TUCSON, Ariz. (AP) -Conor Jackson connected with Brandon Webb's sinker in batting practice and sent it sailing over the opposite-field fence. Don't call Jackson a power hitter, though.
Entering his third major league season, with first base all to himself, Jackson says he's through trying to be something he isn't.
``Everybody's going to have their expectations,'' he said Monday. ``I felt like the last couple of years I tried to please everybody. But the bottom line, at the end of the day, it's what I feel I can do and what I know I can do.''
Because he played first on an Arizona team without a true power threat, and because he played a position that sluggers usually play, Jackson faced criticism from fans for not hitting more balls out of the park.
He's hit 15 homers in each of the past two seasons in 900 at-bats.
``Especially at the big league level, a lot is written about having to have the corner guys hit for power,'' manager Bob Melvin said. ``For me, it's more about driving in runs.''
Jackson has 139 RBIs the past two seasons, and his 55 doubles those two years indicates what type of hitter he is.
``The bottom line is production's production,'' Jackson said, ``whether you're hitting 20 (homers) and driving in 100 or hitting 40 and driving in 100. It's still driving in 100 runs.''
The son of actor John Jackson - a regular on the television series ``JAG'' - he had a standout collegiate career at California, then rapidly rose through the minors.
``Things have come very easily to him, especially in the minor leagues and college,'' Melvin said. ``He realizes at the big league level it's not as easy. The competition is that much better. There's a very small divide between being a starting player and one who's not.''
Still only 25, Jackson is a career .280 hitter in 310 big league games. Far from a free swinger, he had 53 walks and 50 strikeouts last season, with an on-base percentage of .368 for the second year in a row.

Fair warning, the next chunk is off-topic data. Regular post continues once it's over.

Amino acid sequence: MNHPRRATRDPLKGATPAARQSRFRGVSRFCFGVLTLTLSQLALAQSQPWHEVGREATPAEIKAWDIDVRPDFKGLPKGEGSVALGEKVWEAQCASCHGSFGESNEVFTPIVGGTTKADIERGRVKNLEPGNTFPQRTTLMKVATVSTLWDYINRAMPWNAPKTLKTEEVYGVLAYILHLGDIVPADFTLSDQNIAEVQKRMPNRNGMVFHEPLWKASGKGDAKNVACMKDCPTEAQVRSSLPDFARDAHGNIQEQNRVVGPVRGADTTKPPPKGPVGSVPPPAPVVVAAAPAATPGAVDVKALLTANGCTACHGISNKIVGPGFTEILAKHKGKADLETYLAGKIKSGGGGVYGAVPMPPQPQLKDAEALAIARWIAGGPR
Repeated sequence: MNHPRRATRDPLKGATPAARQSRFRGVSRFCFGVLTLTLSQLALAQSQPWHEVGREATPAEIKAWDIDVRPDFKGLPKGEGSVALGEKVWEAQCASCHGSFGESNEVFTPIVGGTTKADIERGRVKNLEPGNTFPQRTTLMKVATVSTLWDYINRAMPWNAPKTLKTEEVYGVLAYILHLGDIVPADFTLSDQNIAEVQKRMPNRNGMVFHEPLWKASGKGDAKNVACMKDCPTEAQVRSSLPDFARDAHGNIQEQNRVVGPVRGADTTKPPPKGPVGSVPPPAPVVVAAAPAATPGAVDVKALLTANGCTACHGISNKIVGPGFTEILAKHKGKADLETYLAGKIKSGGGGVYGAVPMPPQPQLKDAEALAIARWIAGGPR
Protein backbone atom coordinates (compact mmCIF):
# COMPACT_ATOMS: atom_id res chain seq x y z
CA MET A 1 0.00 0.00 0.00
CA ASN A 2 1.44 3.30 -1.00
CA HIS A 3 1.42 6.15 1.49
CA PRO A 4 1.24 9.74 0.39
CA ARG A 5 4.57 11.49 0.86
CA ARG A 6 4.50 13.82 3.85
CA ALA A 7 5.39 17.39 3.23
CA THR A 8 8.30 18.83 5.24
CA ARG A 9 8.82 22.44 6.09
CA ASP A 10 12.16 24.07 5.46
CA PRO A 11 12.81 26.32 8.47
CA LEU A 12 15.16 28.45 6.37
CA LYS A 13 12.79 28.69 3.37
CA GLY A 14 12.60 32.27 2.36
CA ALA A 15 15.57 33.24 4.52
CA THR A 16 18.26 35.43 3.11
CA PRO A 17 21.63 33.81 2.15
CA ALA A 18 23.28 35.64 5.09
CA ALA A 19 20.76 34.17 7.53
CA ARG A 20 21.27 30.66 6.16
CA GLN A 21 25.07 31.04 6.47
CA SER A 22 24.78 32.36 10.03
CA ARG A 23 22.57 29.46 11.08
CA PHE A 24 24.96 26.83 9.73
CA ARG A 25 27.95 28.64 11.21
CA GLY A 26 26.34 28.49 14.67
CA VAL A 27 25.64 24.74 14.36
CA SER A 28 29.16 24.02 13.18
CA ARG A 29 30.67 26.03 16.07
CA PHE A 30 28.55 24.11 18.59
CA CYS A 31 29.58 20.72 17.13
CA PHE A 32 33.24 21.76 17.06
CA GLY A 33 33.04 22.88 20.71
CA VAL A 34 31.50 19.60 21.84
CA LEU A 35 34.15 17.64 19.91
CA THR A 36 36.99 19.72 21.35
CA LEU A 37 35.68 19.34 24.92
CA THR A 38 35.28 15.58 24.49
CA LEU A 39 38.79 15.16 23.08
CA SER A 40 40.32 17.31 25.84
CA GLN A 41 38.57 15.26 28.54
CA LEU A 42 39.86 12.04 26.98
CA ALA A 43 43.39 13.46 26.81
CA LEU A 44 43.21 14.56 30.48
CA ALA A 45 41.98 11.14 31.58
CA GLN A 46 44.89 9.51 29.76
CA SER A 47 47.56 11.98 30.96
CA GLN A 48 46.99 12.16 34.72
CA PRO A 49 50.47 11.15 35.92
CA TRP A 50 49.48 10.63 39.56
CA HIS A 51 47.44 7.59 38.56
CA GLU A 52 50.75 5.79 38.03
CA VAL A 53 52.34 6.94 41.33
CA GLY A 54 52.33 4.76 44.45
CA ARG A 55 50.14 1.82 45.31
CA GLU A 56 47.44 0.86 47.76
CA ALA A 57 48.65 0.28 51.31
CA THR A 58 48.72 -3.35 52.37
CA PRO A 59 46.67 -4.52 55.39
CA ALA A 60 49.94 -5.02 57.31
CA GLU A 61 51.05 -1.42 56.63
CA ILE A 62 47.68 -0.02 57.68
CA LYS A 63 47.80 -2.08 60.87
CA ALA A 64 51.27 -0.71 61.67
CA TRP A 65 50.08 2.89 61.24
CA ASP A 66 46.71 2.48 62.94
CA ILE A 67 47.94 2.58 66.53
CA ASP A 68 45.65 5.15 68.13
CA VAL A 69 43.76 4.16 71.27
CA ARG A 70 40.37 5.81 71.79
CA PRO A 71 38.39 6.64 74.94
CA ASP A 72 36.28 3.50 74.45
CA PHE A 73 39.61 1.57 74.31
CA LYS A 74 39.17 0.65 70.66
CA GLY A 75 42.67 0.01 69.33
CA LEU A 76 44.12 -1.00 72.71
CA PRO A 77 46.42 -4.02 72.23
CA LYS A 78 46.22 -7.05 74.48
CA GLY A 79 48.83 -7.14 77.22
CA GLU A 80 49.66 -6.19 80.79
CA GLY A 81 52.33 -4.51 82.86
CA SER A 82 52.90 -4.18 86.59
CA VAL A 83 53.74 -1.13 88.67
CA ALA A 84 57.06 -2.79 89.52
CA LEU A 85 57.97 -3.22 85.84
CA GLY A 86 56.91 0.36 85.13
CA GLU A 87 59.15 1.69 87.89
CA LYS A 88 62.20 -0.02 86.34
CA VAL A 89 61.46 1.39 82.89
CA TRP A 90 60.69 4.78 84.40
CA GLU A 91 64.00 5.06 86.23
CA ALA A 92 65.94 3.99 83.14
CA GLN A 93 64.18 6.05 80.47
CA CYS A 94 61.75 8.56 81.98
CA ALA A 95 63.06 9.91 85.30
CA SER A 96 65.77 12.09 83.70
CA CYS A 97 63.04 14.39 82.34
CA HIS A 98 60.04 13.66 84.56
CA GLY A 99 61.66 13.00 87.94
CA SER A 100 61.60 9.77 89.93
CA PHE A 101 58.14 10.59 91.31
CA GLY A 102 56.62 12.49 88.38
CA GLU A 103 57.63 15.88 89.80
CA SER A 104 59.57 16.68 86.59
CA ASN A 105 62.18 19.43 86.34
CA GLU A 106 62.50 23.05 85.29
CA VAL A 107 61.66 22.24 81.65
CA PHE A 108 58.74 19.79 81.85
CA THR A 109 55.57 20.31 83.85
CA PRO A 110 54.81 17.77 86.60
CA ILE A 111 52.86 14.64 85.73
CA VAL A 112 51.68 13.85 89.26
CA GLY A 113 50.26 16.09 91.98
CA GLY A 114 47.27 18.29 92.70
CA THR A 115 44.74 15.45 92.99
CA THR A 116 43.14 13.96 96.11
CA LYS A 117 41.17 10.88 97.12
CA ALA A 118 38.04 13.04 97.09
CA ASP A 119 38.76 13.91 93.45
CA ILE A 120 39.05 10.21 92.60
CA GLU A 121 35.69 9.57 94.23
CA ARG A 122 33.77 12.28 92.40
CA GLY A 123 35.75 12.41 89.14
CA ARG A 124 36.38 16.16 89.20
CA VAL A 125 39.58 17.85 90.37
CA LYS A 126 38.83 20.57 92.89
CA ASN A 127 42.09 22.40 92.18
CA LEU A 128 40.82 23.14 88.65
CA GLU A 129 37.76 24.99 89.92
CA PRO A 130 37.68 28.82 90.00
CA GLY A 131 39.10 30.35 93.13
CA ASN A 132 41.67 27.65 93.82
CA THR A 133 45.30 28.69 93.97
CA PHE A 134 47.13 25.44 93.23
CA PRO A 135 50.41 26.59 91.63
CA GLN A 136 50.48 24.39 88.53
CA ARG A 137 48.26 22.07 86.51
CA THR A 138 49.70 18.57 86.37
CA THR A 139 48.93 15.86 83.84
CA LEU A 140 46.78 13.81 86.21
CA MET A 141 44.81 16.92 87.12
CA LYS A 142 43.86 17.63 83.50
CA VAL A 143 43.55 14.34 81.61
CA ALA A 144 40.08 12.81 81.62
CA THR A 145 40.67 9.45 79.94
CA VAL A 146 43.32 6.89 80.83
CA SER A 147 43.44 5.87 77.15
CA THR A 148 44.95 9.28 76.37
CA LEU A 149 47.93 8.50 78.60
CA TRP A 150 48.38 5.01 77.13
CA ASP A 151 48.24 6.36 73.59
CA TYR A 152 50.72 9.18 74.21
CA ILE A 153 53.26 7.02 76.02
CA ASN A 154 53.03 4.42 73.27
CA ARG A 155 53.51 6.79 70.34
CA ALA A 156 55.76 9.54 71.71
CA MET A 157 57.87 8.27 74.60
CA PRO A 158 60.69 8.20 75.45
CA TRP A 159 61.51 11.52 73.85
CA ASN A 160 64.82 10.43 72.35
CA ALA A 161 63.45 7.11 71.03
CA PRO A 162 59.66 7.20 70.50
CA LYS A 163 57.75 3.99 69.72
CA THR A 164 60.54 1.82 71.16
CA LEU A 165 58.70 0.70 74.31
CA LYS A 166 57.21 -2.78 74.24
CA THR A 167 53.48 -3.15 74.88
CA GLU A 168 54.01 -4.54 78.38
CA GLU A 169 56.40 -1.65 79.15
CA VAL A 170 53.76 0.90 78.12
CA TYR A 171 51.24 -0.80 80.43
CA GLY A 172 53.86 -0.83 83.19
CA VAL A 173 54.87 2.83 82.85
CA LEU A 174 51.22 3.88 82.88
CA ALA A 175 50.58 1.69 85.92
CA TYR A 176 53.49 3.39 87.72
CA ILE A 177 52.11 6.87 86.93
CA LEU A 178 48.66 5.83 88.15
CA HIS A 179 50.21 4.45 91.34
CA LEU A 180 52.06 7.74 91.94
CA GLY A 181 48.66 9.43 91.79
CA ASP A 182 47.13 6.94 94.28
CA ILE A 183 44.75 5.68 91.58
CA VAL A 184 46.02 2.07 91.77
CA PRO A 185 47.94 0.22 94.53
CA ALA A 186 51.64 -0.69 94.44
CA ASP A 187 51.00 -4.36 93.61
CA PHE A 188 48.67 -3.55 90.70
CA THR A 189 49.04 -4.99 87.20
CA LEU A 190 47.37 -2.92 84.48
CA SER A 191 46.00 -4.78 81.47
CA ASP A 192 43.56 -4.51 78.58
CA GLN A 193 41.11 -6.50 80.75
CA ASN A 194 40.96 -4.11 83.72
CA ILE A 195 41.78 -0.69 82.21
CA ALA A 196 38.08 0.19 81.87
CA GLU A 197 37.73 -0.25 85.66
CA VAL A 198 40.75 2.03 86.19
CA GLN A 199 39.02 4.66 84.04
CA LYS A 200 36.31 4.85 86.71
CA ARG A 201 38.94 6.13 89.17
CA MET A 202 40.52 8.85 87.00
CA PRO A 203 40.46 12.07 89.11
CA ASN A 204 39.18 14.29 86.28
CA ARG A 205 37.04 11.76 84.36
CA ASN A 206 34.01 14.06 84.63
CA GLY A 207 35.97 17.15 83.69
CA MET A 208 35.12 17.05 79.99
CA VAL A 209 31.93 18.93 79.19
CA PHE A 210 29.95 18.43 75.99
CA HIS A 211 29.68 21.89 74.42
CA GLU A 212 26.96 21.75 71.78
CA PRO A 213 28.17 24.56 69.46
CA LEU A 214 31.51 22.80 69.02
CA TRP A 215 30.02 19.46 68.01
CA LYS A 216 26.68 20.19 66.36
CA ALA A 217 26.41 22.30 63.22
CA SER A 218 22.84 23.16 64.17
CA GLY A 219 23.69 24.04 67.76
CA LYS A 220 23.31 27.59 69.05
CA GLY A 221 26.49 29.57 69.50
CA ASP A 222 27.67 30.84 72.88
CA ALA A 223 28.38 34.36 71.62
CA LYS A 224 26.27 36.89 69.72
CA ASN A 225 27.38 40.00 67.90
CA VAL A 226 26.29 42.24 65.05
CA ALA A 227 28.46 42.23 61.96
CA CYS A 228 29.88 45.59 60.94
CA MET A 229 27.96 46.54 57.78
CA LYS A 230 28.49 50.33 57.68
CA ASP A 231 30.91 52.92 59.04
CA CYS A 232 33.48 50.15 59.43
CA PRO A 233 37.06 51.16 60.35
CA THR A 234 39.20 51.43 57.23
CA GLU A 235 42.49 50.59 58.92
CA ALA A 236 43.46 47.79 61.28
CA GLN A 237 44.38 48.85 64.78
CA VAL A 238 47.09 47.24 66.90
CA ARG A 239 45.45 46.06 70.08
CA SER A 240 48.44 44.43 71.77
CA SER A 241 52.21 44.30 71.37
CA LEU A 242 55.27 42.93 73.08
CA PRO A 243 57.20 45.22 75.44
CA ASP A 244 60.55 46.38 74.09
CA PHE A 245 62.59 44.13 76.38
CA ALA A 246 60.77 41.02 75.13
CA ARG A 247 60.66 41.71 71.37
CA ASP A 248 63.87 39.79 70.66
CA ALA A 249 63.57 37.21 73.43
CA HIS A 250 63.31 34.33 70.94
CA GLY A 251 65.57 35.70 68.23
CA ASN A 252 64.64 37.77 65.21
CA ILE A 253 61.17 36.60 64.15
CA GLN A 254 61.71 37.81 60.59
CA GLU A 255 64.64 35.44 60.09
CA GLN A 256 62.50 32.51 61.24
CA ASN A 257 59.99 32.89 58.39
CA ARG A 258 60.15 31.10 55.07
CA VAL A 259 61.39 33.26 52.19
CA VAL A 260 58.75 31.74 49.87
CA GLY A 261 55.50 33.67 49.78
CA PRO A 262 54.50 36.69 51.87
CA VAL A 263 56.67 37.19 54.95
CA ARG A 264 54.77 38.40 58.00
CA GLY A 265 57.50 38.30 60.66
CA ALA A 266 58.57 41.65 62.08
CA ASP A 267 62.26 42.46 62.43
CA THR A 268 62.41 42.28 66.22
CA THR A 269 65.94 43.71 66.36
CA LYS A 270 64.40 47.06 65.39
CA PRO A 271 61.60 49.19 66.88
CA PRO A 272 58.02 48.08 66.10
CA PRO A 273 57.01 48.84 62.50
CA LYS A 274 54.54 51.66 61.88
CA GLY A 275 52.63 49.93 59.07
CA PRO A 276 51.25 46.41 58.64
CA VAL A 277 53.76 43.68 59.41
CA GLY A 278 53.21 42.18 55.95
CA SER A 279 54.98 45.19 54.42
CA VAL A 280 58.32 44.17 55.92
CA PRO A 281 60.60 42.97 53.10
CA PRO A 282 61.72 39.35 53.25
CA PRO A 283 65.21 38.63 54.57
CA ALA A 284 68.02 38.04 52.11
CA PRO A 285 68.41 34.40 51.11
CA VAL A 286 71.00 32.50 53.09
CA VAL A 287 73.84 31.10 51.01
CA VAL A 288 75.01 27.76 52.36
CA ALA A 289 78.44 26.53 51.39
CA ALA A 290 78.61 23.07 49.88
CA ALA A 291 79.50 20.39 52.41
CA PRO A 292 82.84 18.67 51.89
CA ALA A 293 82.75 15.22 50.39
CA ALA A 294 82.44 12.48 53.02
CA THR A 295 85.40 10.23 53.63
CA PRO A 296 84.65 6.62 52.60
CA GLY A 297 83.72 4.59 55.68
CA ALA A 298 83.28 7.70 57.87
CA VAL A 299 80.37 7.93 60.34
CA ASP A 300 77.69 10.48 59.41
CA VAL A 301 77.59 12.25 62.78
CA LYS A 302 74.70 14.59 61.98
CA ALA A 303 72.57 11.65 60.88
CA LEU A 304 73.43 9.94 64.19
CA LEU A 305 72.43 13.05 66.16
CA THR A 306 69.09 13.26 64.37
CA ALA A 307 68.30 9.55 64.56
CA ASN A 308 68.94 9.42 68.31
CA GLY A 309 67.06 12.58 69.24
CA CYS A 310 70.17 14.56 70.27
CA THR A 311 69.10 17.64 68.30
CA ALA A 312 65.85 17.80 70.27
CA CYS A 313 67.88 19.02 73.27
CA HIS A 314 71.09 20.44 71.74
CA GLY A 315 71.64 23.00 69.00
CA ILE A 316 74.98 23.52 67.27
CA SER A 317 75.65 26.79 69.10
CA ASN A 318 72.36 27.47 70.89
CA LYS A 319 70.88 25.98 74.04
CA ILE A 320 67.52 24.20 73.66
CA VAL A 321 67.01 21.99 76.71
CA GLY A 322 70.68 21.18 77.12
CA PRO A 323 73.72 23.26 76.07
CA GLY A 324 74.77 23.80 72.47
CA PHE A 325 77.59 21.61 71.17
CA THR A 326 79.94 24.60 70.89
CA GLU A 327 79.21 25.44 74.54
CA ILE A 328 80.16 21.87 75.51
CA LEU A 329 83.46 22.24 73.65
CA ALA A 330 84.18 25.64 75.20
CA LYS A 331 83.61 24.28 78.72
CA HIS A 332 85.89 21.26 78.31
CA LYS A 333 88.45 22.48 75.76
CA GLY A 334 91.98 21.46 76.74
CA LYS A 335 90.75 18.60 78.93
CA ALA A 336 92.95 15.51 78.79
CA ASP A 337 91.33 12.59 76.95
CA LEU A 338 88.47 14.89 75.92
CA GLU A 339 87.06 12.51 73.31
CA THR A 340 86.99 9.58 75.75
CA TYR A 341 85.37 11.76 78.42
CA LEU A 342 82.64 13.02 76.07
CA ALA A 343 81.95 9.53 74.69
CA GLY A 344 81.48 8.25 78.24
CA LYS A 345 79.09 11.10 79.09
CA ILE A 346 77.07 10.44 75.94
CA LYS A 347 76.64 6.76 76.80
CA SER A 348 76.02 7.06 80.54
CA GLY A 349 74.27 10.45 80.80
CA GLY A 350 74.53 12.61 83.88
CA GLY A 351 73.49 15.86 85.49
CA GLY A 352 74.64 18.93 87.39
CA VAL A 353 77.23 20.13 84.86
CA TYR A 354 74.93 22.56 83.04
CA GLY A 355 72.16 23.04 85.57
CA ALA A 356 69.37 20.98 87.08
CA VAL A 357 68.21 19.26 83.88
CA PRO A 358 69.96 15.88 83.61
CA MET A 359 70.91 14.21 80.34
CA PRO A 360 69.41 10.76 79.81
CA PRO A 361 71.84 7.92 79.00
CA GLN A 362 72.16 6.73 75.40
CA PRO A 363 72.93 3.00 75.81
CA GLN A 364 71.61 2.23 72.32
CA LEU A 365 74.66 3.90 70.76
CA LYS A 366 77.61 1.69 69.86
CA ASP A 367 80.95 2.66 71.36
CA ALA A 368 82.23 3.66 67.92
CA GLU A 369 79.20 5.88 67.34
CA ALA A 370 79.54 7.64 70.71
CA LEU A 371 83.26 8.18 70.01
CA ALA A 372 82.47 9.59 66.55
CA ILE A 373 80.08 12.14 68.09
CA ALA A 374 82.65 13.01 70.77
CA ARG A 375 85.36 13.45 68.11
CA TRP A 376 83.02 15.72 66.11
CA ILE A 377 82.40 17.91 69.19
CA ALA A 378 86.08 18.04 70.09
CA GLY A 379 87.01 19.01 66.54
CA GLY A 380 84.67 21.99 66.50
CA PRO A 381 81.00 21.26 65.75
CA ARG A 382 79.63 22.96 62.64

``I take my pitches, I take my approach,'' he said. ``I think that discouraged a lot of people, too, because I let a lot of good pitches go by. But I've got a game plan up there. I know what I'm doing.''
The past two seasons Jackson had to share time with veteran Tony Clark, who often was a late-inning replacement for defensive purposes. Clark has left for San Diego, and Jackson says he feels far more comfortable.
``I never knew when I'd be playing with Tony Clark kind of over my shoulder,'' Jackson said. ``It's good to know that you're the guy. It instills a little confidence in you, and I worked hard in the offseason to instill some confidence in the staff and front office.''
Defense has been a struggle for Jackson, who committed 12 errors in 2006 and 11 in 2007. He acknowledges dwelling too long on mistakes he made in the field, and Melvin believes that will change with maturity.
``It was almost like when he did make an error he'd have to fight the thought that `Maybe I'm not as good as what I'm trying to accomplish here,''' Melvin said. ``In the game of baseball, you've got to let those things go, and I think he realizes that. The more experience you get, the thicker skin you get, the more you have to rely on your confidence to just move on.''
For now, there is no one who is even a remote challenge to Jackson at first. That could change when Chad Tracy gets healthy, but Melvin said that is a long way off after Tracy underwent microfracture knee surgery last year.
Meanwhile, Jackson is out to prove he belongs.
``It's 'cowboy-up' time,'' he said. ``It's time to show I belong as an everyday player - to myself and to the front office as well.''

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